A historic preservation railroad is not just a train ride, or a special interest, it adds a wonderful attraction and increases the diversity of an area's tourist draw. Isaacs mentions “it happens that between the ages of 2 and 6, kids go crazy for big mechanical things that move” and scenic train rides are a great way for a family to experience an area and learn about local history. Most preservation railroads utilize historic and vintage equipment, like the Adirondack Scenic railroads 6076, while an operating GP9 is not entirely rare, a 1959 GP9 with a 'F' emblazoned on the end of the long hood and control stand to match with a proud high short hood is something you don't see anymore.

With that locomotive you get eager volunteers, ready to answer your questions and explain what makes a particular piece of equipment special. These are the kind of operations you can get a good look at how a railroad functions, ask questions and see how a big horsepower diesel locomotive runs and people happy to show you.

Historic preservation railways offer a great insight to local history as well as providing a fun family friendly activity and you may not realize how much you learn. Railroads were important to the everyday lives of just a generation or two ago and I'll break down just a small segment of the Adirondack Scenic Railroad for example. On a ten mile stretch of rail line between Lake Placid and Saranac Lake, NY there were 16 businesses and industries that utilized the railroad directly. The railroad fell under the New York Central and Delaware & Hudson Railroad as well as under different names. It supported 2 Winter Olympics in Lake Placid in 1932 and 1980, providing most of the transportation in and out during the earlier games. In fact in 1932 snow had to be transported to Lake Placid in freight cars for some events due to a mild winter! The railroad saved millions by transporting people out of the cities into the clean mountain air of Saranac Lake for respite from Tuberculosis. Presidents and important actors rode the train, and Lake Placid and the Adirondacks (famous style chair included) wouldn't be the tourist destination it is today without the railroad.

Today you can take a train from either Lake Placid or Saranac Lake riding in classic 1950's passenger coaches behind a 1950's locomotive and learn wonderful anecdotes and history first hand while talking to the all volunteer crew in a unique setting.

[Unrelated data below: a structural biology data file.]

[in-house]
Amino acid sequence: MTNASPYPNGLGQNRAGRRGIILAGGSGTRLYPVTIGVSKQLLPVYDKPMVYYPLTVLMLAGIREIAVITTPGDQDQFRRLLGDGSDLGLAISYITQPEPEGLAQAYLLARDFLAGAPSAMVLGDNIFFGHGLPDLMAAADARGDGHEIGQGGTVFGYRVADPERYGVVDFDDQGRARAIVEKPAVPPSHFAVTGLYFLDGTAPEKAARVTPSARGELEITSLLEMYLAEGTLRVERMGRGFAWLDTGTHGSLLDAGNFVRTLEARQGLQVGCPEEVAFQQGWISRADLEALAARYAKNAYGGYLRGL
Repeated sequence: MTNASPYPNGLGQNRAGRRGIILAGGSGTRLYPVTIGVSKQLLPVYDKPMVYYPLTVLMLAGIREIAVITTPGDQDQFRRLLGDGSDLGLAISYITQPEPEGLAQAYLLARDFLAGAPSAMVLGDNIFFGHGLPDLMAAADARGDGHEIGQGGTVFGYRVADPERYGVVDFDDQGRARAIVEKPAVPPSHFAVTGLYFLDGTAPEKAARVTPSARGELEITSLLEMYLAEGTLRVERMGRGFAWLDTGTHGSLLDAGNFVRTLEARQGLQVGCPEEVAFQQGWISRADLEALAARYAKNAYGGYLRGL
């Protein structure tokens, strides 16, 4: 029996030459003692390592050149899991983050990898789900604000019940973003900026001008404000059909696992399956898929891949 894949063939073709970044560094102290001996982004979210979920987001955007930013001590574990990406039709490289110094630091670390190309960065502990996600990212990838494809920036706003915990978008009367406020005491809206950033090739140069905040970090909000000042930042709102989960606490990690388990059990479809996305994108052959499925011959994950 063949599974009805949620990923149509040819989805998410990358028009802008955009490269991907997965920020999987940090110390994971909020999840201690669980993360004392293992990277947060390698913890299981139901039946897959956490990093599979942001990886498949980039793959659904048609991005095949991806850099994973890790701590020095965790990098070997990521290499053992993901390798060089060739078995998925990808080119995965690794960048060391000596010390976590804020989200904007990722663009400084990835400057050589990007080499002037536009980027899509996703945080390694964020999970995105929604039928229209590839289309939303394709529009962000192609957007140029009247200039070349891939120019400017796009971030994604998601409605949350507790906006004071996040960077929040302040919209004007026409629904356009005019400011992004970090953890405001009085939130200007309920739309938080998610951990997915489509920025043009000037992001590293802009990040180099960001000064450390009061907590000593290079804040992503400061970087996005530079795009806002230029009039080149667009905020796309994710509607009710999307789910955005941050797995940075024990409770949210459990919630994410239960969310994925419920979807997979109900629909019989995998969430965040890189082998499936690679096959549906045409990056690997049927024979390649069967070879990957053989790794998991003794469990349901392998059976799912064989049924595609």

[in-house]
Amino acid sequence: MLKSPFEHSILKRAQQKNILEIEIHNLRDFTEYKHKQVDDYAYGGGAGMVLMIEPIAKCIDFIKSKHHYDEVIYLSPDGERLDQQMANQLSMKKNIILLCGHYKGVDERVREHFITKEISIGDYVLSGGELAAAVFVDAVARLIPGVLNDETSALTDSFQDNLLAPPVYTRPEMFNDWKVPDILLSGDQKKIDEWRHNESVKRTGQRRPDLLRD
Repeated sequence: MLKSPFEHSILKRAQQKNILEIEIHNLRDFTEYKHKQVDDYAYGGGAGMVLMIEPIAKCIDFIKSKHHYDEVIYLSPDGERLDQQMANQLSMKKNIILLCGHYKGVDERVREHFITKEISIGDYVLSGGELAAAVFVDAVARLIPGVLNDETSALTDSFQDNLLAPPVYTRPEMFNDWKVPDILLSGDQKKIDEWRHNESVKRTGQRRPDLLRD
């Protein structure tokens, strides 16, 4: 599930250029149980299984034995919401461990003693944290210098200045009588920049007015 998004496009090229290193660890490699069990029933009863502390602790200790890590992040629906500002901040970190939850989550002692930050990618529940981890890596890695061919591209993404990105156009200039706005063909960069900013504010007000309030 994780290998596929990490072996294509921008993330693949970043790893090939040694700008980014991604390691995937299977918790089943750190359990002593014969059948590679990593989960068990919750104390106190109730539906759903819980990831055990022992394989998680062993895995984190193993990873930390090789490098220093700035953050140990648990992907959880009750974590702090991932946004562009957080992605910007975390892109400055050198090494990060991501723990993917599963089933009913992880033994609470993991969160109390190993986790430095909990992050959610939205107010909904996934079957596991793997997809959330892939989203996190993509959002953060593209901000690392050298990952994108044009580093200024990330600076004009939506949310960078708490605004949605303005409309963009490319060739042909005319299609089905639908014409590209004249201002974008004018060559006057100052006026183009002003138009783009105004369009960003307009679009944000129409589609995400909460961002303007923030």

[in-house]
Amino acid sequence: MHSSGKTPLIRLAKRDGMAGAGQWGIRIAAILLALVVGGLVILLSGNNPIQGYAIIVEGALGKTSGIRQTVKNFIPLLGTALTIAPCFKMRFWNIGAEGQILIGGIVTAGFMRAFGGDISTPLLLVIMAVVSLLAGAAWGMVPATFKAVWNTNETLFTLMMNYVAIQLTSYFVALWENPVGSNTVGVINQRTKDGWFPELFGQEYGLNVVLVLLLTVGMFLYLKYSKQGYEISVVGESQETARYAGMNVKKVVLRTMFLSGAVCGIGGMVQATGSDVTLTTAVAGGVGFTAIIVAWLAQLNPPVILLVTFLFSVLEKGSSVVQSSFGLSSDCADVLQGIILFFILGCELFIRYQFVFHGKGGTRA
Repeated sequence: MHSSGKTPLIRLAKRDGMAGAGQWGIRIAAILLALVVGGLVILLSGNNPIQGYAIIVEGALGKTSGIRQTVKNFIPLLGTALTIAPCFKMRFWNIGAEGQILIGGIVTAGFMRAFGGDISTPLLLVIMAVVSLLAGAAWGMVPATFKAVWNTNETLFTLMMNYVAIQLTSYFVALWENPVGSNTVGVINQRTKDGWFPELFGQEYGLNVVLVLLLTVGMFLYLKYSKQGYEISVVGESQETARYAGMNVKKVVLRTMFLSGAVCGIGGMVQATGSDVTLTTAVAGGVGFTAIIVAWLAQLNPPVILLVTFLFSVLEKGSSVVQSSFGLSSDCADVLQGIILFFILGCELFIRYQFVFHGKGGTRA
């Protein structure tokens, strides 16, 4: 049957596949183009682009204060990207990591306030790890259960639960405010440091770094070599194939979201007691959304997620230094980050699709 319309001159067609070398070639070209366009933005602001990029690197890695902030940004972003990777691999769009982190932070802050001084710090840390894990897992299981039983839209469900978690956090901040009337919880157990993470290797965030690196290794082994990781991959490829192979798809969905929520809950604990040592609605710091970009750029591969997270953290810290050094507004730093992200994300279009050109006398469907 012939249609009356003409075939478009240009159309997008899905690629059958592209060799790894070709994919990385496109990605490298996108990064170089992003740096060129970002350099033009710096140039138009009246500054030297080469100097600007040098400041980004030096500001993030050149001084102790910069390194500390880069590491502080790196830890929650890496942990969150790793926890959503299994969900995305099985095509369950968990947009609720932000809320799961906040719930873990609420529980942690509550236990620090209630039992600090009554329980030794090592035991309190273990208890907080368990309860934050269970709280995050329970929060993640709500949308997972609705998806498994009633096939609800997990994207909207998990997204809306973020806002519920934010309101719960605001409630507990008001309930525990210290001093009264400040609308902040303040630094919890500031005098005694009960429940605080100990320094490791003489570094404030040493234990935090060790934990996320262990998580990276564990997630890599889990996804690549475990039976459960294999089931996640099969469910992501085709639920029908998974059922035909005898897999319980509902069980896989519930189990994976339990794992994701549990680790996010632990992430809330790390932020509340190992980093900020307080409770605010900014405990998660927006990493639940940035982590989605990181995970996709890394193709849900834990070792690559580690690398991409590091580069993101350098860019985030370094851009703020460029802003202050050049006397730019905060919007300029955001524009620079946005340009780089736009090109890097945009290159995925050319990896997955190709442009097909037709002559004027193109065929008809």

However this endearing scene of Americana is endangered by a group of trail zealots, 2016 is to be the final season of 34 miles of the Adirondack Scenic Railroad between Tupper Lake and Lake Placid. Despite the broken promises of state support, despite plans for rails-with-trails solutions that the state and trail groups dismissed out of hand despite successful “Steam Into History” and Western Maryland Scenic combined rails-with-trails outfits, despite what Isaacs says that “The industry is growing and in good shape, largely because so many people want it to happen. There are challenges, but also much forward momentum.” Recent decisions by NYS turns its back on all this with the DOT, DEC and Adirondack Park Agency collaborating in the state sponsored killing of a treasured piece of history that affected the lives of millions of people, where thousands of visitors annually make family memories, is now turning its back on part of a $400 million industry with increasing interest and growth for the lofty goal of spending millions of taxpayer money to create a nice space for your dog to go poop.

May Issue Trains Magazine 2016 Kalmbach Publishing
Maybe if more articles like this had been written and published the trail lobby wouldn't have as much ground the last few years.

I am glad there is someone out there talking about the good parts of railway preservation and I hope Aaron Isaacs message gets around much farther, because it is a wonderful relief and very encouraging news.